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Floral Skills: Wiring and Taping

By: Julia Fleming - Updated: 29 Apr 2015 | comments*Discuss
Wiring; Taping; Florist Wire; Florists

Wiring and taping are skills which are essential when carrying out floristry work. If you know how to wire and tape well this gives you the knowledge to support and control different types of plant material. In turn this will allow you to create successful and individual designs.

Be under no illusion though wiring and taping are both time consuming and incredibly fiddly but they are worth learning how to do and how to do properly. You can create so much more and thanks to taping the wires are discreet and allow the design to look natural.


Wiring is used to control, support, anchor and lengthen stems. These wires range from very fine gauges (size of wire) to much thicker and are generally available, from a florists’ wholesaler, in a variety of coatings, although green and silver are the most commonly used. The lightest gauge possible should be always be used to stop the design from becoming heavy and too rigid. There are numerous methods on how to wire depending on the type of material you use.

Support Wiring

This strengthens the stem or creates a false stem and is usually used on wedding work such as bouquets, buttonholes and corsages. There are three methods of support wiring:

Internal: used to support hollow fleshy stems by inserting the wire up into the stem until it is in the calyx.

Semi-internal: support wiring the top part of the flower internally and the lower half externally. Very common for gerberas or tulips.

External: the wire is inserted into the calyx then brought down and wrapped gently around the stem.


This is used to support individual leaves and does exactly what it says! A length of fine wire is stitched through the front of the leaf about two thirds of the way up then brought down to form a loop. The ends are then twisted together around the stem of the leaf to create a false stem.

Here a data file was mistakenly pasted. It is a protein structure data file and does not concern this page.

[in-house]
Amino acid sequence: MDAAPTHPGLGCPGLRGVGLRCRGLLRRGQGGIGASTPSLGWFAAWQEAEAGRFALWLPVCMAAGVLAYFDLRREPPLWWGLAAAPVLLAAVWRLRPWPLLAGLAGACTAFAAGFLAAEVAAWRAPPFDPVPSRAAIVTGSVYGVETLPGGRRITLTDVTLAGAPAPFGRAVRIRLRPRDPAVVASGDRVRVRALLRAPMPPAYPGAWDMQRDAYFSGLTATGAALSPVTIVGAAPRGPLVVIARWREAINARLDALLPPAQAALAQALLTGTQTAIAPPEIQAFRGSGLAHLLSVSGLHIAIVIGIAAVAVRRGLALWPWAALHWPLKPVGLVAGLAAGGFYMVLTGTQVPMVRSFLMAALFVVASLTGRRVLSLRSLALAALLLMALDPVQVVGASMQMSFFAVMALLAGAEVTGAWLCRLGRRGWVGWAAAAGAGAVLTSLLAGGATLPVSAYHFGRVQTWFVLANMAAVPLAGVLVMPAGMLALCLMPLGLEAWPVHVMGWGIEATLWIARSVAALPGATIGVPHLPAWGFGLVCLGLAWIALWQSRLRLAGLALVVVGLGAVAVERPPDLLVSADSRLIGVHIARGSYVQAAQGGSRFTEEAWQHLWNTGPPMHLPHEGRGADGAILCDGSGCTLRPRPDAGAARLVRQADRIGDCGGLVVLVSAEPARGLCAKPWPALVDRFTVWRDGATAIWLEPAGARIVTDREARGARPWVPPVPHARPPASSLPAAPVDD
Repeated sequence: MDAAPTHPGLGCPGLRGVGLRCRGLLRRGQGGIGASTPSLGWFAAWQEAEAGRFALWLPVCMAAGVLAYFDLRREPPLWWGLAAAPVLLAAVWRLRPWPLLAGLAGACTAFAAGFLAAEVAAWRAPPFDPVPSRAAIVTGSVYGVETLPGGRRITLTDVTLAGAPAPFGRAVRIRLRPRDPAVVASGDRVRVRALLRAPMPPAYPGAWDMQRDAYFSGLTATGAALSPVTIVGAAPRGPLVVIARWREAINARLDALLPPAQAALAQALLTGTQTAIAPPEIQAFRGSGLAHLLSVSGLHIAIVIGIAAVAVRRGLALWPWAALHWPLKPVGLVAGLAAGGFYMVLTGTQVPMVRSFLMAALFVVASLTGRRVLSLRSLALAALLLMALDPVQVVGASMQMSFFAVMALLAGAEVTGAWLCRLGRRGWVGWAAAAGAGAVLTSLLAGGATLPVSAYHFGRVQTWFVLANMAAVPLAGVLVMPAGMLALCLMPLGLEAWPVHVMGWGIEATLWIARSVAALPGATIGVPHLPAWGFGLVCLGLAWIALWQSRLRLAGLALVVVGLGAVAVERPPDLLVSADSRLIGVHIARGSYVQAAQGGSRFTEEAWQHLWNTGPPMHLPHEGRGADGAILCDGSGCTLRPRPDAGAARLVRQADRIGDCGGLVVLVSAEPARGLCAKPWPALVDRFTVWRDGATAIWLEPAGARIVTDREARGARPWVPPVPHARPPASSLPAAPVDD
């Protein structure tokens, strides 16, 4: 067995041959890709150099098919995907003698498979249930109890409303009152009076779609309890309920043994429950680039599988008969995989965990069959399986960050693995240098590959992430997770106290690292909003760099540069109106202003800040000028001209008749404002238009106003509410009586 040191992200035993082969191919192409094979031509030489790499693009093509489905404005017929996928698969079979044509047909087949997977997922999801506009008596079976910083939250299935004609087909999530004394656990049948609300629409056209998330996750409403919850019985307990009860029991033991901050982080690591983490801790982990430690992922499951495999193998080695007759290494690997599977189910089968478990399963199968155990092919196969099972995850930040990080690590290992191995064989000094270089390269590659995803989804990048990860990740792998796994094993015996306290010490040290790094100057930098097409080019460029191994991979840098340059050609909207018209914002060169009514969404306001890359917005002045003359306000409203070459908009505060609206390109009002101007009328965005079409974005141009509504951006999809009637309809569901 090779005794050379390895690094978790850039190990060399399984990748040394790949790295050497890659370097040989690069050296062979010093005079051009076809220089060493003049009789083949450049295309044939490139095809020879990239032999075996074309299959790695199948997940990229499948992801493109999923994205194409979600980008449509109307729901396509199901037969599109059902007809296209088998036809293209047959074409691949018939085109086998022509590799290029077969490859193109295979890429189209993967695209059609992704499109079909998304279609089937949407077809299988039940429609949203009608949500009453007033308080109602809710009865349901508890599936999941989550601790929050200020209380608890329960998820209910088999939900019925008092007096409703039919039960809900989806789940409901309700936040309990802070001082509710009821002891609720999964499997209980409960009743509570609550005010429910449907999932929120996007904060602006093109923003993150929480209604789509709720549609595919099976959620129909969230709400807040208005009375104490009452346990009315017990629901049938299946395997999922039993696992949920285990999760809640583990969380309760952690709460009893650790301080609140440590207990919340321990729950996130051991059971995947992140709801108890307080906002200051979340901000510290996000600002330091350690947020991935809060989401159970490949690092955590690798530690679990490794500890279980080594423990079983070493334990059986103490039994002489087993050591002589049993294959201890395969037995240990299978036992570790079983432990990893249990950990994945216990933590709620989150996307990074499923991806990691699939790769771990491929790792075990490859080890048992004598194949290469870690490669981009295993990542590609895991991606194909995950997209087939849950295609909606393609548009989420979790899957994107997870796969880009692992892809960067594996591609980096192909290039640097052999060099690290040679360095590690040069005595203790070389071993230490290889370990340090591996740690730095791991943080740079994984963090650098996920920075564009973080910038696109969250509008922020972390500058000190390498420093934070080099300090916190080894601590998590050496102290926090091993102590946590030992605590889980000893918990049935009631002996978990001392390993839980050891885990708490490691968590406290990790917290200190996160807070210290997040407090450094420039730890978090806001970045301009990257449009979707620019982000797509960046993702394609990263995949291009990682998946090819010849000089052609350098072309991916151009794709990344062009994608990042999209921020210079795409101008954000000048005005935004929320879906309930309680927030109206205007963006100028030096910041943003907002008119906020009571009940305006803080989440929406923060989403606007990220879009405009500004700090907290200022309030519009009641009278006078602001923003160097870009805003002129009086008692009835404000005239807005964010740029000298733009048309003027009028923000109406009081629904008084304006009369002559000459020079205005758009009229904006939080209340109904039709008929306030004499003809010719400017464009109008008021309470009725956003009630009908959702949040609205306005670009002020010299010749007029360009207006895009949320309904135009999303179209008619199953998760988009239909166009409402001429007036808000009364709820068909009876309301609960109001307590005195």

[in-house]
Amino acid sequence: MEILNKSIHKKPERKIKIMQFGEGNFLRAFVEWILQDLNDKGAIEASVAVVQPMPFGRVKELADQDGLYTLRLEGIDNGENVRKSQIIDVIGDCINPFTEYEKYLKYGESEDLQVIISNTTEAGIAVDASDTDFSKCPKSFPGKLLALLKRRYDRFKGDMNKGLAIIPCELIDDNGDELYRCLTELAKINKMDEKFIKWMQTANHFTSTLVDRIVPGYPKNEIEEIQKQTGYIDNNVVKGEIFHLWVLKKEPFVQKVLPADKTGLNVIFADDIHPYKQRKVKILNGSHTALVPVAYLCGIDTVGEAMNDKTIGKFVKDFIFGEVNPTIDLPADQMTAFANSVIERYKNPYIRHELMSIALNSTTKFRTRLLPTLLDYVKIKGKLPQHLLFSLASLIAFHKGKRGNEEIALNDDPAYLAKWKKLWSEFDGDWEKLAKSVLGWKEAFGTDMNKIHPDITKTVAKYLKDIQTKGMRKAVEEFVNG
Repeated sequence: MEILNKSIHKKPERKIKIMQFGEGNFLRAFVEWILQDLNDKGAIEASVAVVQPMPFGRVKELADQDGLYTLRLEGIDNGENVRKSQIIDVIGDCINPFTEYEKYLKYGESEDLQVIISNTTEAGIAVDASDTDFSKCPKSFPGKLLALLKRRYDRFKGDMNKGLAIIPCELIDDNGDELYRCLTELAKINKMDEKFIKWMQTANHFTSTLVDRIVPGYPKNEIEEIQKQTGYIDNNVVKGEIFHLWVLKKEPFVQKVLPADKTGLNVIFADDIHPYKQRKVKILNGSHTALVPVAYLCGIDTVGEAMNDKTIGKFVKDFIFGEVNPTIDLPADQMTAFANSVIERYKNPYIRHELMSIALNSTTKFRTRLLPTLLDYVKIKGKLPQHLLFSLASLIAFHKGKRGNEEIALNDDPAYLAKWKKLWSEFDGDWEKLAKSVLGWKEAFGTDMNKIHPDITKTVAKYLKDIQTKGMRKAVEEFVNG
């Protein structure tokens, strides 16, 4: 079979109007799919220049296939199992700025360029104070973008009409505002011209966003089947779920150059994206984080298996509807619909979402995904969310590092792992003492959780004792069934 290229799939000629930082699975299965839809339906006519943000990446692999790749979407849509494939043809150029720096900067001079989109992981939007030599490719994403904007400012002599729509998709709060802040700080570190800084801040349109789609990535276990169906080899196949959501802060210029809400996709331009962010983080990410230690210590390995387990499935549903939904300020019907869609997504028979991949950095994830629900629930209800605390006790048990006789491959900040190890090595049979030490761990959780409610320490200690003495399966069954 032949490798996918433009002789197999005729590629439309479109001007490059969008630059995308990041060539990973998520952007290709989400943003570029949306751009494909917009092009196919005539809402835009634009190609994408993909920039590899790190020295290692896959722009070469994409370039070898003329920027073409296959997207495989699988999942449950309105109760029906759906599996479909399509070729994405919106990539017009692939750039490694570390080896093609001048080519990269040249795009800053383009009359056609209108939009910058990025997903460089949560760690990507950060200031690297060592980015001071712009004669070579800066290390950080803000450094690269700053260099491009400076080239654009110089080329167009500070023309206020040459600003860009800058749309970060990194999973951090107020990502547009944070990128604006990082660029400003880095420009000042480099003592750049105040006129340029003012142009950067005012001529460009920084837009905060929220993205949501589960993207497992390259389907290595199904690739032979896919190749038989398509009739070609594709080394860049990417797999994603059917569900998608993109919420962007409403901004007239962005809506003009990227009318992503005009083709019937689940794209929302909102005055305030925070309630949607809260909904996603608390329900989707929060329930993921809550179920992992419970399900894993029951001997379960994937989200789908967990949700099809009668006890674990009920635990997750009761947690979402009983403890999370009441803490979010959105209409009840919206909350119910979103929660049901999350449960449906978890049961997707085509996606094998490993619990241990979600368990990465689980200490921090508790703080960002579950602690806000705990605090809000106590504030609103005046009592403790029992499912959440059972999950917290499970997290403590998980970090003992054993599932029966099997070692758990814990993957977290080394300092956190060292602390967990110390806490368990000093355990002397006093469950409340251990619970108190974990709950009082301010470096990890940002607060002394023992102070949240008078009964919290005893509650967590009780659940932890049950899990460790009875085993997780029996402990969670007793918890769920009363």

This is the method used to attach a wire to the base of a stem either to place it into foam or create a false stem for wired work. A mount wire is generally heavier than a support wire and the gauge you use depends on how heavy the plant material is.

Single leg mount: One end of the wire used should be longer than the other which is twisted around the stem. This allows material to be pushed through foam or a moss base and then returned back into the base to secure it. It is also used to create a false stem.

Double leg mount: Both ends of the wire should be equal once they have been wrapped around the stem. Used for extra anchorage and support.


Tape is used to cover the wires and generally comes in green, brown or white. It is a special type of tape which adheres to the wire and is only available from a florists’ wholesaler. As well as sealing the stem tapes can also hold in moisture which allows the plant material to stay fresh for longer.

How to Tape

Once all your materials are wired hold the material to be taped between your thumb and forefinger. Starting at the top gently start wrapping the tape down the wire, turning the item as you go. Stretch the tape as you bind down and carry on until the whole wire is covered. Twist the tape at the end to seal before cutting off.

Taping allows you to bring together several pieces of material together in what are called units.

Branching unit: single flowers of leaves are wired then brought together to form a natural looking stem of material. This is ideal of corsages or to create longer lengths of foliage for wedding bouquets.

Ribbed unit: this is perfect for when you use hyacinth pips or other very small headed flowers. All the flowers or pips are individually wired then taped together in a line to create a longer length of clustered flowers.

Natural unit; the material is left on the natural stem then brought together in little bunched with one taped stem.

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PIE - 29-Apr-15 @ 3:22 PM
name 3 types of supporting wire .also what wrap quantity of long stemmed roses would a florist need to buy to ensure they have 30 for a order
pie - 29-Apr-15 @ 3:20 PM
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